The county's first new town for centuries could be built in the heart of the Norfolk countryside.

The new settlement of 5,000 homes would fill a vast tract of land between the villages of North Elmham, Billingford and Bintree, north of Dereham.

The town is designed to have a larger population than established communities like Watton (population 8,417), Fakenham (8,285) and Cromer (7,949).

The project is one of several major developments in the pipeline across Norfolk, to accommodate the region's growing population and to encourage economic growth.

Fakenham & Wells Times: An approximation of the land proposed to contain the 5,000 new homes, between North Elmham, Bintree and BillingfordAn approximation of the land proposed to contain the 5,000 new homes, between North Elmham, Bintree and Billingford (Image: Google)

However, most of the other schemes involve the expansion of existing towns such as Dereham (where 1,400 new homes are proposed), Attleborough (4,000 homes) and Thetford (5,000 homes).

A new town has also been mooted for south Norfolk, but the project is less developed than the mid-Norfolk scheme.

The settlement has been provisionally named the 'Railway Village', as it would lie close to the Mid Norfolk Railway, a heritage route which passes through North Elmham and connects with the National Rail network at Wymondham.

As part of the plans, the rail route could be upgraded to serve the new community. A new school and other facilities are also proposed for the site.

No planning application for the development has yet been lodged, but it has been named on a list of locations for potential development by Breckland Council.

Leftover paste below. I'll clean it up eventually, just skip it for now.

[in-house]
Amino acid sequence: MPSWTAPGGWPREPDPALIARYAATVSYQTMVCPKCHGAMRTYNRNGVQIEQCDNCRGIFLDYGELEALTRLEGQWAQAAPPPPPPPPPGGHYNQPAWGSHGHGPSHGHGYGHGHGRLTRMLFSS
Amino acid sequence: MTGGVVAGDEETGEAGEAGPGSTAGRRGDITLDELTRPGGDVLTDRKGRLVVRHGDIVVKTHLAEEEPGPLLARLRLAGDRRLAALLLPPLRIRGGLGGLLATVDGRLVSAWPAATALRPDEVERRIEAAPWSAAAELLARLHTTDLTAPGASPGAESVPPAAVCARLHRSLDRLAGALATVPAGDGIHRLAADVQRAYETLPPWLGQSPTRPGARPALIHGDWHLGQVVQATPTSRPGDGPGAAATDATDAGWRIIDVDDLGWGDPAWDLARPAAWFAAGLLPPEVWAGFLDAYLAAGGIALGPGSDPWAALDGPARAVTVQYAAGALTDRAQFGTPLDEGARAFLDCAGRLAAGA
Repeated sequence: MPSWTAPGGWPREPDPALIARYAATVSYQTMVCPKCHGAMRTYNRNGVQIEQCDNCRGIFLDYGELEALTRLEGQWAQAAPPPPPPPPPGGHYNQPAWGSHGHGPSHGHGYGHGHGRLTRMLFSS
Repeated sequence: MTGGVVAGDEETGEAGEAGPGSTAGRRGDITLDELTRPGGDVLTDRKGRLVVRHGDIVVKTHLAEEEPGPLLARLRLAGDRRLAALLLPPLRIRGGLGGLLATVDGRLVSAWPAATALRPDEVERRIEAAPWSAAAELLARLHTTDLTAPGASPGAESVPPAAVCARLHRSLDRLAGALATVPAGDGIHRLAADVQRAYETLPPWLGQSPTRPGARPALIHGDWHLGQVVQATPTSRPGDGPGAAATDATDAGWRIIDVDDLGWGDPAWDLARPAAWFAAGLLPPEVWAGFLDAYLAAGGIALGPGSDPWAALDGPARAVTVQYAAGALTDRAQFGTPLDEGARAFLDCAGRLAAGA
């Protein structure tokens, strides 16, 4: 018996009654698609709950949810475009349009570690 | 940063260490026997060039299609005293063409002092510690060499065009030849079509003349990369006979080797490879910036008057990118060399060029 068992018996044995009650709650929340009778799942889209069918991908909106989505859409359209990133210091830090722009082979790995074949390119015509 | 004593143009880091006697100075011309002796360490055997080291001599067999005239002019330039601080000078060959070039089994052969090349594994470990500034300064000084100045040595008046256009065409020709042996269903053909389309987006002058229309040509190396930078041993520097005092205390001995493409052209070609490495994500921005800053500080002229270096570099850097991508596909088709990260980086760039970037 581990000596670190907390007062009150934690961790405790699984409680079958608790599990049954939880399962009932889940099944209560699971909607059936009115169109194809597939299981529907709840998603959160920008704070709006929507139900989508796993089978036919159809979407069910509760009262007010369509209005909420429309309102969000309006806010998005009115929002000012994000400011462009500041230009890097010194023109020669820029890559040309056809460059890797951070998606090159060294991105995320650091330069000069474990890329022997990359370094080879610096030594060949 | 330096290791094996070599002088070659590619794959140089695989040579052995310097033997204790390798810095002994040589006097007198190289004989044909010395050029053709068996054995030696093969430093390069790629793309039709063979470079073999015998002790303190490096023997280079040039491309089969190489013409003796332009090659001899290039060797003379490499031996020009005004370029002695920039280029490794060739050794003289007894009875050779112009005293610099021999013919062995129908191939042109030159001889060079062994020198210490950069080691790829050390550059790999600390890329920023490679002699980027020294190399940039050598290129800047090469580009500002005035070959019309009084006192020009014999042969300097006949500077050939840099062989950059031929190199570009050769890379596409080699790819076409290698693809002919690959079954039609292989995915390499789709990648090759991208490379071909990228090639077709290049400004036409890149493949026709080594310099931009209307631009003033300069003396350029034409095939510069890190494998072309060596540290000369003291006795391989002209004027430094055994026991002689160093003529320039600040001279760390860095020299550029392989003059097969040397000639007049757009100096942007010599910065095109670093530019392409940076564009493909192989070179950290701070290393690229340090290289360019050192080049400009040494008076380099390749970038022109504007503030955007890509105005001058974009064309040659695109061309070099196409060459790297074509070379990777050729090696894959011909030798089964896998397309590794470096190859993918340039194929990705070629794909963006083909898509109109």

The council is in the process of drawing up its new ‘local plan’ - a document outlining how the district should grow over the coming 20 years.

As part of that process, it is calling for landowners to offer up sites that might be suitable for development - and the ‘railway village’ proposal is one of them.

A similar proposal, for 10,000 homes on the same stretch of land, was made back in 2018, but was dismissed by the council after local opposition to the project.

Those concerns included the loss of agricultural land and pressure on local infrastructure.

The Campaign to Protect Rural England (CPRE) said the new 5,000-home proposal was also “unacceptable”.

Michael Rayner, planning campaigns consultant at CPRE Norfolk, said: “The local road network is inadequate to cope with the increased traffic, which would bring unacceptable disruption to local communities,” he said.

Fakenham & Wells Times: Michael Rayner of CPRE NorfolkMichael Rayner of CPRE Norfolk (Image: CPRE Norfolk)

“The proposed site borders the highly protected River Wensum, while it partly encircles the precious habitats of Bintree Woods.

“Growth is already planned for in Fakenham and Dereham and is in current Local Plans.

“Those sites should be developed before additional allocations are added either there, or particularly on greenfield sites with no supporting infrastructure, such is the case with this speculative application which would only benefit the landowner, promoter and developer.

“Norfolk's countryside deserves much better than this.”

The document submitted to the council states that there is a “known developer interest” in the site, and that once planning permission is granted, construction could start within five years.

It estimates that some 500 homes could be built each year, meaning that it would take about a decade for the entire town to be built.

Some 25pc of the homes are proposed to be affordable, with the remaining 75pc set at market rates.

The use of ‘railway village’ as the name of the proposed development, suggests that the rail line could be used as part of the justification of the new homes.

A spokesman for the Mid Norfolk Railway said: “At this stage this is very much a speculative document and there has not been any discussions with the railway.

“The railway however is clear that any idea that the railway itself would be able to fund the reestablishment of the line and then run at regular daily commercial service to meet the needs of such a development is completely beyond the finances of the Mid Norfolk Railway Preservation Trust, which is a charity."